TIGTA: IRS unable to detect ITIN fraud; AICPA urges changes

IRS management created an atmosphere that discourages tax examiners from identifying potentially fraudulent applications for individual taxpayer identification numbers (ITINs), the Treasury Inspector General for Tax Administration reported in August (TIGTA Rep’t No. 2012-42-081).

ITINs allow individuals who are not eligible for Social Security numbers to obtain an identification number for tax purposes. TIGTA reported that in 2011, the IRS processed more than 2.9 million ITIN tax returns resulting in tax refunds of $6.8 billion.

TIGTA audited the ITIN program after members of Congress referred complaints from IRS employees regarding the management of the ITIN program. The complaints alleged that IRS management was not concerned about addressing questionable applications and was interested only in the volume of applications that could be processed, regardless of whether they were potentially fraudulent.

TIGTA’s review substantiated many of the allegations in the IRS employees’ complaints. It found procedures for documentation and review of ITIN applications were lax, with a danger of ITIN-related tax fraud going undetected. In particular, TIGTA found that IRS management eliminated successful processes used to identify questionable ITIN application fraud patterns and schemes. The processes and procedures it did use were inadequate to verify each applicant’s identity and foreign status, TIGTA said.

TIGTA recommended that the IRS develop more detailed procedures and deliver adequate training on reviewing documentation supporting ITIN applications to identify questionable documents. It also recommended that the IRS expand the quality review process to include adequate emphasis on whether employees are accurately identifying fraudulent documents and that it revise the criteria for identifying questionable applications.

The IRS agreed with most of the recommendations and has announced plans to implement interim changes based on TIGTA’s findings. One recommendation was that the IRS require only original documents or documents certified by the issuing agency to be provided in support of an ITIN application. The IRS addressed that recommendation in June when it announced it would stop issuing ITINs unless the applicant furnishes original documents or certified copies from the issuing agency with Form W-7, Application for IRS Individual Tax Identification Number (News Release IR-2012-62; see previous Tax Matters coverage, “Original Documents Now Needed for ITINs,” Sept. 2012, page 70). Notarized copies not certified by the issuing agency will not be accepted. The IRS also announced in June that Certifying Acceptance Agents (CAAs) must send the documents to the IRS rather than, as formerly, review them and certify to the IRS that they are authentic, complete, and accurate. For the IRS’s frequently asked questions on the procedures, see tinyurl.com/99btzxd.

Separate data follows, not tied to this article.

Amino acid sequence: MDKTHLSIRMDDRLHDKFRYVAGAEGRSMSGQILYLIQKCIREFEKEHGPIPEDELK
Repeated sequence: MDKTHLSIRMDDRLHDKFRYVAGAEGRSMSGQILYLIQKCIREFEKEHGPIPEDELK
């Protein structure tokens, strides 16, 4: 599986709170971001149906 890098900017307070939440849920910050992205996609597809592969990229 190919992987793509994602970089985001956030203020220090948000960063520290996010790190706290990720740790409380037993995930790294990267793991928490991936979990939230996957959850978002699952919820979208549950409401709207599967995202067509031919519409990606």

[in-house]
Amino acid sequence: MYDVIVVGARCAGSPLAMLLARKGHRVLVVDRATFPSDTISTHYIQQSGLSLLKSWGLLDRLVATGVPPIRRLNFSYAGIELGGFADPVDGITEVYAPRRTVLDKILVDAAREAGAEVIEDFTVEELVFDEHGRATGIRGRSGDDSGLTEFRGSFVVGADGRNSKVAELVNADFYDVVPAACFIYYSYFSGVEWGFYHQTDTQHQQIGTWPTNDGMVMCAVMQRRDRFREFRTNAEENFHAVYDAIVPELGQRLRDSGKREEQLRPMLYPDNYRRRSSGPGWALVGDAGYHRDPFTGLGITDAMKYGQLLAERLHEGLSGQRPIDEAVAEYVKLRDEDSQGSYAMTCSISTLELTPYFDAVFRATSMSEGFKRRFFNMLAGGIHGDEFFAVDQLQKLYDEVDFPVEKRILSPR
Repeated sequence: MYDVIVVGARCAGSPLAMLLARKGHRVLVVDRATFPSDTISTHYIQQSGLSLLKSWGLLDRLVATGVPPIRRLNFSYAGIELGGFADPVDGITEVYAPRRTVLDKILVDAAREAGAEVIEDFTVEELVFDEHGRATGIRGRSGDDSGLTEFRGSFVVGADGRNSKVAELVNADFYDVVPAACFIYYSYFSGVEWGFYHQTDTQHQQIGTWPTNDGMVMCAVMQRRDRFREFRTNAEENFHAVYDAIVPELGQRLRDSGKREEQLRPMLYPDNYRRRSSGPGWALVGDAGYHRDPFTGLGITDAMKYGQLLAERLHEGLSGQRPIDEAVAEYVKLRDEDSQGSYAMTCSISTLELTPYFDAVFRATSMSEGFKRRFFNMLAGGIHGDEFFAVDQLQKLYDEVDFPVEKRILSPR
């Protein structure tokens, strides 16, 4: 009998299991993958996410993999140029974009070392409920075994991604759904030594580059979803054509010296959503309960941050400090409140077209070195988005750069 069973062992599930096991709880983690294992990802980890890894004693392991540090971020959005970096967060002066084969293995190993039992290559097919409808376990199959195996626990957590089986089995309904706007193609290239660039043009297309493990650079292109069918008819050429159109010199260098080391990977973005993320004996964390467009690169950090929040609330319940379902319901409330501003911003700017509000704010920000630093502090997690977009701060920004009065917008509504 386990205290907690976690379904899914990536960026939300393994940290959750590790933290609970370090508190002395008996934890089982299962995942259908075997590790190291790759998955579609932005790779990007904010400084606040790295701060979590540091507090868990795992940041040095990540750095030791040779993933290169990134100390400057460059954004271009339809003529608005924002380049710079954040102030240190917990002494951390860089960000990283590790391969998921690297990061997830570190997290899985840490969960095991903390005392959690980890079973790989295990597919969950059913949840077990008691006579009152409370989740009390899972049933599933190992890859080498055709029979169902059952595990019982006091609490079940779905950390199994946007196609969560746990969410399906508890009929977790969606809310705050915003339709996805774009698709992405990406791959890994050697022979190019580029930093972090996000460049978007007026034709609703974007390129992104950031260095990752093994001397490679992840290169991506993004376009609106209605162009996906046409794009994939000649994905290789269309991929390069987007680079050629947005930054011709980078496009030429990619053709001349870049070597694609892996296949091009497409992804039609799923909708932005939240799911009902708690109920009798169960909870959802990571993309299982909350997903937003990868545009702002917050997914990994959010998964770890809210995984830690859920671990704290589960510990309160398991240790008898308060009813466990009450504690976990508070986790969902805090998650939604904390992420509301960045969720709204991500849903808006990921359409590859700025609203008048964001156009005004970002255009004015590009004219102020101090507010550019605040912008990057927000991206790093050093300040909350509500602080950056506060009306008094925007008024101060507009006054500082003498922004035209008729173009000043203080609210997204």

The AICPA urged the IRS to consider the effect of the tighter documentation procedures on ITIN taxpayers and to reconsider its disallowance of notarized copies. The chair of the AICPA Tax Executive Committee, Patricia Thompson, also requested immediate guidance on the changes in an Aug. 28 letter to IRS Commissioner Douglas Shulman.

Thompson noted that the IRS has indicated it may take 60 days or longer to return the documents to applicants, which could cause a hardship, especially with passports, a common form of verification. Certified copies may be difficult or impossible for applicants to obtain. “We have also heard from our members that some prospective ITIN applicants who are currently residing in the United States have been advised by their home country’s consulate that it does not issue certified copies of passports,” Thompson wrote.

Thompson also urged the IRS to continue to allow CAAs to certify identification documents. CAAs can help mitigate tax fraud and are “essential” for applicants who live overseas or in remote locations, she wrote.

The letter also suggested the IRS underestimated the number of applicants affected by the change, pointing out that although the normal filing deadline for individuals for the 2011 tax year had passed, the automatic extended due date of Oct. 15, 2012, had not. Many applicants file on extension because they have filing obligations in multiple jurisdictions and/or need extra time to satisfy the substantial-presence test of Sec. 7701(b), Thompson wrote.


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